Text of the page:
What is the Difference between Hinduism and Buddhism?
like a spiritual Buddhism?”
Let us side-step the metaphoric landmine
of defining spirituality
and simply contrast Hinduism and Buddhism.
Of course that too
is not nearly as simple
as it sounds.
For Hinduism is an umbrella term
of a great many practices and beliefs
spanning many centuries
and is as varied
as the Indian sub-continent
is an umbrella term
for all the ways the Buddha’s
original teachings and techniques…
have been influenced and sometimes corrupted
first by Hinduism,
then by neo-Taoism,
and finally by all the various iterations of shamanism
indigenous to each region
in which Buddhism was introduced.
So for the sake of simplicity
and to prevent the (reader’s/ listener’s) heads from exploding
let us contrast Hinduism in a very general sense
with the original teachings of the Buddha.
The majority of Hindu teachers are theistic.
They firmly believe in the existence
of one or more pantheons of celestial entities.
They embrace epic literature
describing their deity’s exploits
and seek their divine assistance
through ritual and invocation.
The Buddha did not set out
to create a new religion.
He sought to create neither devotees
Rather the Buddha was a meditation teacher
who was happy to teach those
who requested his guidance.
And the techniques he taught
absolutely did not rely
upon the invocation, supplication, or worship of deities,
and did not involve making offerings to them.
The Buddha expressly taught
that an hour spent in mindfulness
to a lifetime squandered in ritual.
after his death
the corruption of ritualism
crept, like a fungus, into Buddhism.
Nor did the Buddha
create any mythology
in the tradition of the Hindu epics
and yet in the decades and centuries
following his death
mythology was added
to the corpus of his teachings.
In the Hindu Upanishads
there are many philosophical treaties:
metaphysical, conceptual, and erudite.
Whereas, in contrast,
the Buddha’s original teachings
were earthy, pragmatic, and trenchant.
And yes, as the context would indicate,
in the centuries following his demise
an entire third category of teachings
known as the Abhidhamma Pitaka…
and consisting of metaphysics
was added to his cannon of teachings.
At last we come to meditation.
Generally speaking Hindu meditation
consists of variations of concentration
and permutations of mind suppression.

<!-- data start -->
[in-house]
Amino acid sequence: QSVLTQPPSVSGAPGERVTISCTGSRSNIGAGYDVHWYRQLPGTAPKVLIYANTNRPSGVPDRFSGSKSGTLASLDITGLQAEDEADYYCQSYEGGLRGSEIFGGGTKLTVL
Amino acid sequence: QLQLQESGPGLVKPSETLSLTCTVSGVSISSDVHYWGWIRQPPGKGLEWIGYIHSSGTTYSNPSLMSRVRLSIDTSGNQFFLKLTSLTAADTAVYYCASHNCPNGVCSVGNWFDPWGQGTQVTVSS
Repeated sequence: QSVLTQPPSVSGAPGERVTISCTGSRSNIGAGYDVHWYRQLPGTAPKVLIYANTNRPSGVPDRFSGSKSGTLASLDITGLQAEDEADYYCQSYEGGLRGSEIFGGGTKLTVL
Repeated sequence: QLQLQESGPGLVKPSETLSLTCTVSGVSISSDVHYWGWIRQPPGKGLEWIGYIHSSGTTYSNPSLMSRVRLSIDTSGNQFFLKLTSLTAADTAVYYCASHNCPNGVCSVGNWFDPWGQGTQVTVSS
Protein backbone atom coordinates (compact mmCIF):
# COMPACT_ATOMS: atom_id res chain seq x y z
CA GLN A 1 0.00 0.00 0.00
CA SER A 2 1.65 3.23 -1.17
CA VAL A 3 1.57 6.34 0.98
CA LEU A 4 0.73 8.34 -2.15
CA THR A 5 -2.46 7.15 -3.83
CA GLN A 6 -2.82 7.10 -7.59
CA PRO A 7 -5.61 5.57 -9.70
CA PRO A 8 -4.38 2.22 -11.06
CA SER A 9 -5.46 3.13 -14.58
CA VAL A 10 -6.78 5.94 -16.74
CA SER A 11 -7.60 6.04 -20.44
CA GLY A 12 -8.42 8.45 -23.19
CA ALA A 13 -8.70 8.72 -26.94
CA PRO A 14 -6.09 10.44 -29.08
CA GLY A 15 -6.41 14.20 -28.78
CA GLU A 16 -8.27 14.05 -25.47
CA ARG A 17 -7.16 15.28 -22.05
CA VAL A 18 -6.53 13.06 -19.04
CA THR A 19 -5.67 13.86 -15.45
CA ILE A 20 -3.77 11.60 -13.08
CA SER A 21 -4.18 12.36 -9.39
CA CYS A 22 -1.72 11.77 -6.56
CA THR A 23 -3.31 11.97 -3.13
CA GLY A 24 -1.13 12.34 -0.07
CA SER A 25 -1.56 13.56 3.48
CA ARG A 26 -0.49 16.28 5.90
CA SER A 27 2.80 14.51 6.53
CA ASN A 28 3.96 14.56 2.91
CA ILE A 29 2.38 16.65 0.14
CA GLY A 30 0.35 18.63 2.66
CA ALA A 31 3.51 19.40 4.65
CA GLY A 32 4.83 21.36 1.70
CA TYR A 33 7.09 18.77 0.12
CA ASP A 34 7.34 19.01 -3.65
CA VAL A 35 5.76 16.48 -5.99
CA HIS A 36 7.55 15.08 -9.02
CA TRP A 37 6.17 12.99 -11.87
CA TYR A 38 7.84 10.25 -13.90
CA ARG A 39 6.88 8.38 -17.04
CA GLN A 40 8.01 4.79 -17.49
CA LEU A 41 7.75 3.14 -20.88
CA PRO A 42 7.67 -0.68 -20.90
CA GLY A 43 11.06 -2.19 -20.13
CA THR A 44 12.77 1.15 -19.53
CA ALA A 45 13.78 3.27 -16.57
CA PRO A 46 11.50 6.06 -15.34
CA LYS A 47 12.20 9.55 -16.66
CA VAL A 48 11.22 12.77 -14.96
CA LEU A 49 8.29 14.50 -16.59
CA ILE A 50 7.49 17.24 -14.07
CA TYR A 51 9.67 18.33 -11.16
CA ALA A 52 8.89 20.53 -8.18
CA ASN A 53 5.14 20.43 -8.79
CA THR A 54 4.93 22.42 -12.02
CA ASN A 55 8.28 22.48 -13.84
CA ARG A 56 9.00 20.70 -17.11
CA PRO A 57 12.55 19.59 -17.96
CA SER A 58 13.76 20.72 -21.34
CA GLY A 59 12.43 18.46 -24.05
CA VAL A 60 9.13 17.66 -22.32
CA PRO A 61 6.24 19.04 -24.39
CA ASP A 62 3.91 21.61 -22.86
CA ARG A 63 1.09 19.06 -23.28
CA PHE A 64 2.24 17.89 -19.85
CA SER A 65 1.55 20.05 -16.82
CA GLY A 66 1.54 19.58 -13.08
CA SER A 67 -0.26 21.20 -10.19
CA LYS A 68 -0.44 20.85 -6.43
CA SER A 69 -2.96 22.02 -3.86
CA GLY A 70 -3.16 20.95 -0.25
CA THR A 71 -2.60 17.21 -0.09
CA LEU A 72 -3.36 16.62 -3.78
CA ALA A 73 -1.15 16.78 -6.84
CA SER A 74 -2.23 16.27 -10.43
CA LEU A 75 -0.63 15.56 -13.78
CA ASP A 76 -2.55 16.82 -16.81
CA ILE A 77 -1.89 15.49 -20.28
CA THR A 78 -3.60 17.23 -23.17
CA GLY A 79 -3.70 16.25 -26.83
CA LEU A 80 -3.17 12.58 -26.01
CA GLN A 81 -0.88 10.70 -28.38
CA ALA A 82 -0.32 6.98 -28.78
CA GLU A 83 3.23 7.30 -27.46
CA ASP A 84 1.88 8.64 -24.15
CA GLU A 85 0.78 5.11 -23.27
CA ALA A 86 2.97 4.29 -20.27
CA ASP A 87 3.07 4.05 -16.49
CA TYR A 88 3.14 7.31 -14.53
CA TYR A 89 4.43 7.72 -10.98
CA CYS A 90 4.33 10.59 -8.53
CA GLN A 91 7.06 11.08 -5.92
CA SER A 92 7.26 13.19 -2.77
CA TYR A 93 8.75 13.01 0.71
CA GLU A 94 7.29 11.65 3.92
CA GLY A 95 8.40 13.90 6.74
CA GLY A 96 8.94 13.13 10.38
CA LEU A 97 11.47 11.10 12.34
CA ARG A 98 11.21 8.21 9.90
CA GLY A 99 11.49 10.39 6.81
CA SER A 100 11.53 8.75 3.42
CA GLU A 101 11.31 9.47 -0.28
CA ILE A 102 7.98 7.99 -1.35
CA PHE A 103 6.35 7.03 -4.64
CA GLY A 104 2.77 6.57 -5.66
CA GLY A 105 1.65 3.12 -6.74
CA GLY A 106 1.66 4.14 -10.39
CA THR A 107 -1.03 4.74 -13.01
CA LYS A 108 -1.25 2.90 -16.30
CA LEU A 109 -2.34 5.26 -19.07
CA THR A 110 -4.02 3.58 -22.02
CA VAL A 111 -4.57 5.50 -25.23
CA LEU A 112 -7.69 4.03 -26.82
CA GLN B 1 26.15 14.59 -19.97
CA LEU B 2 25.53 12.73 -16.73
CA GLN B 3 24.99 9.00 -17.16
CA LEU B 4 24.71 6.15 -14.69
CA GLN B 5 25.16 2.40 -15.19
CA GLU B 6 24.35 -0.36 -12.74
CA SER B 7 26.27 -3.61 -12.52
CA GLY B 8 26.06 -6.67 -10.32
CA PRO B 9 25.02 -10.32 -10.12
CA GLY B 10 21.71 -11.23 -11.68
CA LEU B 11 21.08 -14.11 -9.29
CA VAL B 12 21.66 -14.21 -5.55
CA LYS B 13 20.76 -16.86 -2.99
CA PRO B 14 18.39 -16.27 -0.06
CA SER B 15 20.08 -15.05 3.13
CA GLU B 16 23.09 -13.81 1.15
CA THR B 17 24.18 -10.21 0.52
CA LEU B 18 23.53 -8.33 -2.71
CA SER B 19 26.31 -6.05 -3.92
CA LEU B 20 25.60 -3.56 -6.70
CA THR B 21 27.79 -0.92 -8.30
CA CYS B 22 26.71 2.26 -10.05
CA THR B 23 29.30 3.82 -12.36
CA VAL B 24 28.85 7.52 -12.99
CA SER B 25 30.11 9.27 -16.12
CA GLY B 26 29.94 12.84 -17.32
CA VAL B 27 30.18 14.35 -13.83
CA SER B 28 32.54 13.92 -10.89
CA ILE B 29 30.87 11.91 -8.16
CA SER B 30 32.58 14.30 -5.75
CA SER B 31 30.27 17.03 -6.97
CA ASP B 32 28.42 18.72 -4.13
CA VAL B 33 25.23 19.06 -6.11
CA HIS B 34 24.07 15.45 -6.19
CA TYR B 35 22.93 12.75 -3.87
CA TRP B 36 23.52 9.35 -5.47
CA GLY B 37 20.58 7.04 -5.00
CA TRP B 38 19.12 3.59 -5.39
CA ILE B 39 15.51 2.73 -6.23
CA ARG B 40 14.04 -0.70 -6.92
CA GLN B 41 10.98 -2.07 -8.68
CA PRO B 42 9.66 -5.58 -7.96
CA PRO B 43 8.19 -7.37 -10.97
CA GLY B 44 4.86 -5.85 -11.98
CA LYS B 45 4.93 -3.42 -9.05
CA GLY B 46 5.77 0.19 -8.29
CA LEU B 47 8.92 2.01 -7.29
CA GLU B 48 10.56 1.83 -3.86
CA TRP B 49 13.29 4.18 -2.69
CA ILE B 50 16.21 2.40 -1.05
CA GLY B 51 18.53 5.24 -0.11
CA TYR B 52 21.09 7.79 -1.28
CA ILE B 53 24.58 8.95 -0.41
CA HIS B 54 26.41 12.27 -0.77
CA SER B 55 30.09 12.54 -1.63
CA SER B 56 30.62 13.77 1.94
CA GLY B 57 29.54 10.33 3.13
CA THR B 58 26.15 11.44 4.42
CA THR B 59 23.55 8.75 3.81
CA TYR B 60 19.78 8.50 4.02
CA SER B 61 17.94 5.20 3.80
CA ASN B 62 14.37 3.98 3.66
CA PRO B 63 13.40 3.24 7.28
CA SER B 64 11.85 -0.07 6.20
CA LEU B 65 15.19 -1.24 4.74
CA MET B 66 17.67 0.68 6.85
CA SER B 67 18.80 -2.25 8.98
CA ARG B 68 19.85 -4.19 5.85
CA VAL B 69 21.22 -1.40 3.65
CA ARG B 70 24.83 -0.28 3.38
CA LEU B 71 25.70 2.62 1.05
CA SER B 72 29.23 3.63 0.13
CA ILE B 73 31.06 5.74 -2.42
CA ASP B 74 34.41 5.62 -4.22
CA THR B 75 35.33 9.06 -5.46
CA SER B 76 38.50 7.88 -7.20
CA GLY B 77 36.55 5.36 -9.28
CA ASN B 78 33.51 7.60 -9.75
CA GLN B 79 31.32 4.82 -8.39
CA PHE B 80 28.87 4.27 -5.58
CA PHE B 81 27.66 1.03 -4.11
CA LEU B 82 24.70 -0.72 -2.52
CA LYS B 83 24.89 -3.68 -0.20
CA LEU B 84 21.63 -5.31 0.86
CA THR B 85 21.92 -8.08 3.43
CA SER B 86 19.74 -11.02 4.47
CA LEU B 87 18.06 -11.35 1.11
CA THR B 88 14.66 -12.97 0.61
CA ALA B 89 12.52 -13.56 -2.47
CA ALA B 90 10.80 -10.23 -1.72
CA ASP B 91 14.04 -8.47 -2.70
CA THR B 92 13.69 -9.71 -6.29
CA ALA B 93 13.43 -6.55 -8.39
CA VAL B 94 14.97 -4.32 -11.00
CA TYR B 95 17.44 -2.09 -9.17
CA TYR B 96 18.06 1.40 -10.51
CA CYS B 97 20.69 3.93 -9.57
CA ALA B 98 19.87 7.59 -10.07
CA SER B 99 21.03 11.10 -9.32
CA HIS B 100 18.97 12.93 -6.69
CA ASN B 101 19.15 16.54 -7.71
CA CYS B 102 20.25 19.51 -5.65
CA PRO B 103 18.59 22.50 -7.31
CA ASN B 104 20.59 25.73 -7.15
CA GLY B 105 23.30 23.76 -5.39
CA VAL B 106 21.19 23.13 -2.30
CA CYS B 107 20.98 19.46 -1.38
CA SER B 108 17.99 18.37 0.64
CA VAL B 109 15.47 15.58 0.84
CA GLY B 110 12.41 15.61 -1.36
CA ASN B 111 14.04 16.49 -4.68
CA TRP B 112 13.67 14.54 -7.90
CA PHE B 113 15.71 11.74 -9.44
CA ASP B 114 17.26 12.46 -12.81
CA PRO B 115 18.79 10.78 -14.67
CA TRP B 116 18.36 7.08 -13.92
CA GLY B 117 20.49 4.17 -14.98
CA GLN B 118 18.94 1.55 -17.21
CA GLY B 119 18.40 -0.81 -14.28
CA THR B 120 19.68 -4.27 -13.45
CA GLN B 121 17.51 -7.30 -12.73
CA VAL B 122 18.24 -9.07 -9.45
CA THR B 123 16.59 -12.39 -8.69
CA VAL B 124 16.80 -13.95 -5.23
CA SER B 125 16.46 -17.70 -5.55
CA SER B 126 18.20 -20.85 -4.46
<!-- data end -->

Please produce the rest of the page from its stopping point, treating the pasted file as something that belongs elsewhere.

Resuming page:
Before the Buddha was known as the Buddha,
when we was known merely
as the monk Gautama…
his first meditation teacher
taught him concentration.
Gautama worked diligently
and in time his teacher explained
that his attainments were equal to his own
and thus invited Gautama
to share the leadership
of his community.
The tale is told
that Gautama thanked him…
but explained that he was dissatisfied
with his attainments.
He then left his teacher’s community
and continued his quest for spiritual liberation.
The tale continues
that Gautama found
a second teacher,
received his teachings
trained in his methods
accomplished his teacher’s attainments
and was again offered to co-lead
his second teacher’s community of disciples.
Gautama thanked his second teacher,
yet still dissatisfied
he continued his journey.
Gautama retired to the forest
and in the company of five other monks
practiced austerities for six years.
Finally, nearing the point of death
that the austerities of the forest
were as futile
as the debaucheries of the palace.
Not only did Gautama
forsake the physical austerities
but he also rejected
the mental austerities of concentration
wherein one traverses the brainstem’s path
of controlling tendencies
and seeks to compress one’s perceptions
of sensation, flavor, scent,
sound, and sight, as well as
emotion, intention, reason,
recollection, and imagination.
And instead Gautama
entered upon the midbrain’s path
Calling it mindfulness
he gave his perceptions free rein
and simply went along for the ride.
He found that our perceptions
spontaneously organize themselves
into the four categories
of circumstance, body, relationships, and mind.
Gautama also observed
FIRSTLY – that although stress is a universal phenomena,
SECONDLY – humans display the tragic talent
of neurotically striving to shove our dreads away
and vainly reaching for our desires
which only serves to exacerbate our stress.
THIRDLY – he observed that there was a cessation
(or Nibbana if your prefer the Pali language)
NOT of dread and desire
BUT of merely their tyranny.
And FOURTHLY – Gautama observed
that one could accomplish this cessation,
independent of the caprice
of real or imagined celestial beings,
simply by mastering the techniques
of the eight-fold path.
In tonight’s guided meditation,
we will explore the active contemplations
of love and letting-go
as well as passive mindfulness and meditation…
which, when applied to all perceptions,
transcend the duality of dread and desire.
Let us conclude
with a simple
call to action
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